David Hopps writes on county cricket for ESPNcricinfo @davidkhopps
Yorkshire 191 for 5 (Brook 83*, Thompson 66*, Pennington 4-24) beat Worcestershire 179 for 5 (Wessels 77, Cox 61*) by 12 runs
Sometimes it is not just about talent, it is about desire. Rarely has that been more apparent than in the way that the up-and-coming Yorkshire pair of Jordan Thompson and Harry Brook transformed a calamitous position to claim victory on an improbable record-breaking night in the Vitality Blast.
Their stand of 141 in 56 balls was the highest sixth-wicket partnership in the history of the Blast and the second highest-ever in the world for that wicket, dwarfed only by the 161 shared by Andre Russell and Kennar Lewis for Jamaica Tallawahs against Trinbago Knight Riders in Port of Spain three years ago.
But it was not just about an extraordinary statistic, it was about the message it conveyed. That Thompson and Brook are players brimming with promise is known throughout Yorkshire, to some extent beyond. But this was the night they came of age and, as they did, they questioned some enfeebled batting that had gone before.
"Everything seemed in slow motion," said Thompson, thereby taking the opposite view to those of us who just got to watch it and thought everything felt speeded up.
T20 matches are, by their nature, unstable, but the pair's refusal to yield was quite something. When Thompson joined Brook, they were 50 for 5 after 10.5 overs and that fifty had been met with derisive cheers. Dillon Pennington, strong and purposeful, had taken four wickets in his first eight balls for Worcestershire, including a triple-wicket maiden.
Worcestershire have figured in some insipid Powerplays on successive nights. On Tuesday, they scraped 20 for 4 against Notts, only posted 86 for 8 and lost in 6.2 overs. This time it was they who restricted Yorkshire to 18 for 4, but they still took another beating.
Yorkshire were not just without their England trio of Jonny Bairstow, Dawid Malan and David Wiley, they lacked Tom Kohler-Cadmore, who had fractured a finger keeping wicket, and Will Fraine, who had strained his side while range-hitting in practice 24 hours before the game. In the way Yorkshire started their innings, it felt as if there was an underlying sense of pessimism.
From there, Brook smashed 83 not out off 54 balls and Thompson 66 from 28, career-best scores for players who only had one T20 half-century each at start of play. They rallied Yorkshire to 191 for 5, and when Worcestershire fell 12 runs short, a fifth victory in seven took them to the top of North Group. Unless other top-order batters capture their mood, they may need their slender points cushion ahead of fifth place, although a long tail will help.
Pennington removed Adam Lyth, Jonny Tattersall and Gary Ballance in his first over - a triple-wicket maiden in the third of the match - and then trapped Joe Root lbw for 1 in his next. Root fell to a decent inswinger, but the rest lacked conviction: Lyth (his rampant start to the season a distant memory) slicing to third man; Tattersall, playing his first game since being loaned out to Gloucestershire, dragging a pull to short midwicket when a cut shot would have been a better option; and Ballance, strangely ineffectual in T20 and often overlooked as a result, pulling his third ball to deep square leg.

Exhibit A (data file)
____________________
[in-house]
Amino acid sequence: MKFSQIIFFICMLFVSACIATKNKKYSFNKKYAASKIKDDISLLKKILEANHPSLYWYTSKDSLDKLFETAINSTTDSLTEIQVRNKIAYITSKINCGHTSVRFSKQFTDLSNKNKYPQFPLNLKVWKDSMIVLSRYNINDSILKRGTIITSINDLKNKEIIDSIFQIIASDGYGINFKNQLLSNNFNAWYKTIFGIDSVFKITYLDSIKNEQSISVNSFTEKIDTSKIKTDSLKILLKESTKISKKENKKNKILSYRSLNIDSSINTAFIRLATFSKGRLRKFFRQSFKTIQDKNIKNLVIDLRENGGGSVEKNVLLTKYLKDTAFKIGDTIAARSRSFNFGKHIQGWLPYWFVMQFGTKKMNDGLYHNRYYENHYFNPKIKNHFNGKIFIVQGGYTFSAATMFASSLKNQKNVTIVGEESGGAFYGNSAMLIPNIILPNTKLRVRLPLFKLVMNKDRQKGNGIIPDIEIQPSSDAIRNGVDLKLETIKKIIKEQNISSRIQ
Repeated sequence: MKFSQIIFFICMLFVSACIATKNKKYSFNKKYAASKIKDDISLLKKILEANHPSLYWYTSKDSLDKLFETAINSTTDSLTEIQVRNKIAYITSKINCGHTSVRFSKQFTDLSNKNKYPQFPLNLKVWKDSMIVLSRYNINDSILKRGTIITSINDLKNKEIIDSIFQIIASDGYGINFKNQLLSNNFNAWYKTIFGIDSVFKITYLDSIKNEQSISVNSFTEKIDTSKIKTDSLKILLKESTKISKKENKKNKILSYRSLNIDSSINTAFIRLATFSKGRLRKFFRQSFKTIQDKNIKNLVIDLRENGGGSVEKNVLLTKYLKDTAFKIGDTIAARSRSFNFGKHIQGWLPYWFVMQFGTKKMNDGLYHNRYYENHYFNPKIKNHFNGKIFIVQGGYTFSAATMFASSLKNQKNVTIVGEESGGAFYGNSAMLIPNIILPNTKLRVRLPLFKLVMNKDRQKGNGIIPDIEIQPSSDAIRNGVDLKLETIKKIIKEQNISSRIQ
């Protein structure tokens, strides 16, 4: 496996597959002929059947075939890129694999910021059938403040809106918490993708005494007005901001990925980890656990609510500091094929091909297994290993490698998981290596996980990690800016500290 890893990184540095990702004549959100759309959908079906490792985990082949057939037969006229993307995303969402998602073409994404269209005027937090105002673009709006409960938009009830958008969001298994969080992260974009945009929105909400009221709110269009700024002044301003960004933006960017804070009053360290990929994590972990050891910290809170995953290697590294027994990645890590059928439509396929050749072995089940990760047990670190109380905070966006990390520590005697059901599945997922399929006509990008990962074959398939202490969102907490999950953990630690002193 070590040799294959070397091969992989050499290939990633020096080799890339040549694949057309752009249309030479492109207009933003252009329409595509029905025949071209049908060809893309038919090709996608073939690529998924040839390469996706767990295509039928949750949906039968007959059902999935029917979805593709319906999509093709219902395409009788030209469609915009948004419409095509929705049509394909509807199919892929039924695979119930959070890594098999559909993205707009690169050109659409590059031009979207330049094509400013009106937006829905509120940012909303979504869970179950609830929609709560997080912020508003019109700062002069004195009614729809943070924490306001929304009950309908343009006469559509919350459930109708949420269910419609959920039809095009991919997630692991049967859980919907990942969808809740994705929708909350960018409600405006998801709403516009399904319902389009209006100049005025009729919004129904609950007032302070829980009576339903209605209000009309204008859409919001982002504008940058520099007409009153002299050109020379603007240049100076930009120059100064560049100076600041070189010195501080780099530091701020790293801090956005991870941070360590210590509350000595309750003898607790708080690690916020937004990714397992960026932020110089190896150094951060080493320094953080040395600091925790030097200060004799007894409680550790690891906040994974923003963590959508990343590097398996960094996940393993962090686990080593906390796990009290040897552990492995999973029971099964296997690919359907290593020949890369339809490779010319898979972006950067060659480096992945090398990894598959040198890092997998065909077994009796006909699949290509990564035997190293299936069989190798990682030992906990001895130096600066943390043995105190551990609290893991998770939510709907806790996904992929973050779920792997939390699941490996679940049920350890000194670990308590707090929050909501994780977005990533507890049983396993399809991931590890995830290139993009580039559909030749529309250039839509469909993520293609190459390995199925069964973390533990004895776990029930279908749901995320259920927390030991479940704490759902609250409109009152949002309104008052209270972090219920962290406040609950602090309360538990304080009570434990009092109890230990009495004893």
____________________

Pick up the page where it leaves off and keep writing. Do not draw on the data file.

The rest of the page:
Brook,initially looking slight and wan, might easily have joined them. He was dropped on 2 by Riki Wessels at midwicket and had only 6 from 19 balls when he came to life and gratefully struck an innings-saving half volley from Barnard over long off for six.
It was when he was joined by Thompson, however, that belief flooded into Yorkshire's batting. Brook's ability can need enticing out at times, but Thompson's capability flares on the surface for all to see. His head might have lifted now and then, and maybe the ball did not always fly exactly where he planned, but he relished the fight and his backswing brooked no argument.
They peppered the ball to all parts, a sense of desperation insisting they just played by instinct. Thompson took 17 from five balls from Pennington, 21 coming from his last over. Every Worcestershire bowler was emphatically broken in turn and 28 came from the last from Charlie Morris, the innings ending when Ish Sodhi, who was surprisingly limited to two overs, dived over one at extra cover.
Worcestershire's innings possessed far more sanity, but it was not a night when sanity prevailed. Wessels tried his best to atone for the earlier catching error with a season's-best 77 in all competitions. From 50 for 3 in the eighth over, he shared 68 in seven overs with captain Ben Cox, but when he was yorked by Matthew Fisher at 118 for 4 in the 15th, the game titled towards Yorkshire.
Lockie Ferguson leaked 20 from the penultimate over, leaving Fisher to defend 23 from the last, and, although Cox finished 61 not out, he did so comfortably enough. "I think we had a pretty good game," said Pennington, loyally, understandably not wanting his own wonderful night to be ruined.